Pin Me

Gross Monthly Income and Buying a House

written by: Kaye Morris•edited by: Elizabeth Wistrom•updated: 6/29/2011

Are you sick of apartment living and long for the privacy and space home ownership can provide? Do you wonder how much should your gross monthly income be to buy a house? Lenders use gross monthly income for two primary calculations to determine the maximum lending amount.

  • slide 1 of 5

    One of the first things potential homebuyers want to know is how much should your gross monthly income be to buy a house. Understanding lending requirements before applying for a loan or looking at homes can save you the frustration and disappointment of falling in love with the perfect home that turns out to be outside of your qualifying range for lending. Lender use gross monthly income to calculate two ratios: payment ratio, sometimes referred to as “front-end" ratio, and debt ratio, sometimes referred to as “back-end" ratio. While each lender determines the ratio percentages for the calculations, a fairly common and lenient set of ratios are those required by the Department of Housing and Urban Development (HUD) in order to qualify for FHA loans.

  • slide 2 of 5

    What is Gross Monthly Income?

    In the broadest sense, monthly income is any consistent, sustainable form of pre-tax income payable to the borrower. Wages from full-time and part-time employment are gross monthly income as well as net income from self-employment and income from investments. Most lenders include alimony and child support in the gross monthly income calculation as long as the borrower can prove that the payments are bound by a legal document, such as a divorce decree, have been received on time, and are expected to continue for at least two years beyond the loan approval.

  • slide 3 of 5

    Payment Ratio

    The payment ratio is the percentage of monthly gross income that can be allocated solely to your home payment. The FHA rate that most lenders use for the payment ratio is 29 percent. That means that your total house note, including monthly principle, interest, homeowner’s insurance, private mortgage insurance and property taxes, cannot exceed 29 percent of your gross monthly income.

    If your gross monthly income is $4,000, then the maximum amount of monthly mortgage payment you qualify for is approximately $1,160. By subtracting monthly estimates for property tax and insurance from the total estimated qualifying payment, you can determine the amount available for principle and interest payment. Calculating the amount of monthly principle and interest allows you to estimate your price limit for the home purchase. Affordability calculators are available for free on the Internet to assist you with those calculations.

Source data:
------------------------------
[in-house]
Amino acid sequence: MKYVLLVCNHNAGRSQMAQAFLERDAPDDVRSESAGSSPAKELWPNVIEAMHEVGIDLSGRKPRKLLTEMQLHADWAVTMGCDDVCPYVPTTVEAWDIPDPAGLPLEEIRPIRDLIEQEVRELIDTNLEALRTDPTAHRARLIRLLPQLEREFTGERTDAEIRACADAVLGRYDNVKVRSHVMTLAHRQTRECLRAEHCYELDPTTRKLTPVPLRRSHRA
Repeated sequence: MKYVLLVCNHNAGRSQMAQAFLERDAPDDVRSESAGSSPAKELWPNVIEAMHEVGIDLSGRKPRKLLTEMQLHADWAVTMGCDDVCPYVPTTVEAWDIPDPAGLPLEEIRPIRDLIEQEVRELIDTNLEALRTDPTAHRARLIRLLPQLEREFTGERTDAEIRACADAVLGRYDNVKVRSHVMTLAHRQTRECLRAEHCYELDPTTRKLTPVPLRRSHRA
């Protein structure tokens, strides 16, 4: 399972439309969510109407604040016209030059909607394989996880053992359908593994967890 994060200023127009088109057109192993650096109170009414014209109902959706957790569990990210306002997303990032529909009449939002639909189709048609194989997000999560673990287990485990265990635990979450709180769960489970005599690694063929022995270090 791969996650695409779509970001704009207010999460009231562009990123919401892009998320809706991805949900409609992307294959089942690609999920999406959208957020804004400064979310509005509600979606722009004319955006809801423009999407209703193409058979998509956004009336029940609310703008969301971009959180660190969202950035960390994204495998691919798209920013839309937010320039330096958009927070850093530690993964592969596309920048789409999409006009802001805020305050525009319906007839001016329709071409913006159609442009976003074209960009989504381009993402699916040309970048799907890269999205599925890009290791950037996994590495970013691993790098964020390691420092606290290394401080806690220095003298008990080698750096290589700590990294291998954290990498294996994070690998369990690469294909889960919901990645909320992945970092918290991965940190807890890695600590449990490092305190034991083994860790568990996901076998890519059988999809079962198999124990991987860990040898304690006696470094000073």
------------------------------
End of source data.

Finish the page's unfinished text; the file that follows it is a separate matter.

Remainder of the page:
• slide 4 of 5

    Debt Ratio

    The debt ratio is the percentage of monthly gross income that can be allocated to all of your fixed debt. Fixed debt includes the home payment, car loans, installment loans, credit card payments and student loan payments. Fixed debt does not include utilities, insurance, gas or other expenses that are not fixed in payment and bound by a legal contract. If you have a lot of debt, the debt ratio can limit your purchasing power even if your payment ratio allows for a higher priced home.

    Finally, when wondering how much should your gross monthly income be to buy a house, keep in mind that the common debt ratio used by lenders is 41 percent. To calculate your allowable debt ratio, multiply your gross monthly income by 41 percent. If your gross monthly income is $4,000, then your fixed monthly debt cannot exceed $1,640.

  • slide 5 of 5

    References

    “FHA Loans—FHA Debt Ratio’s Guidelines" http://www.fha-home-loans.com/debt_ratios_fha_loans.htm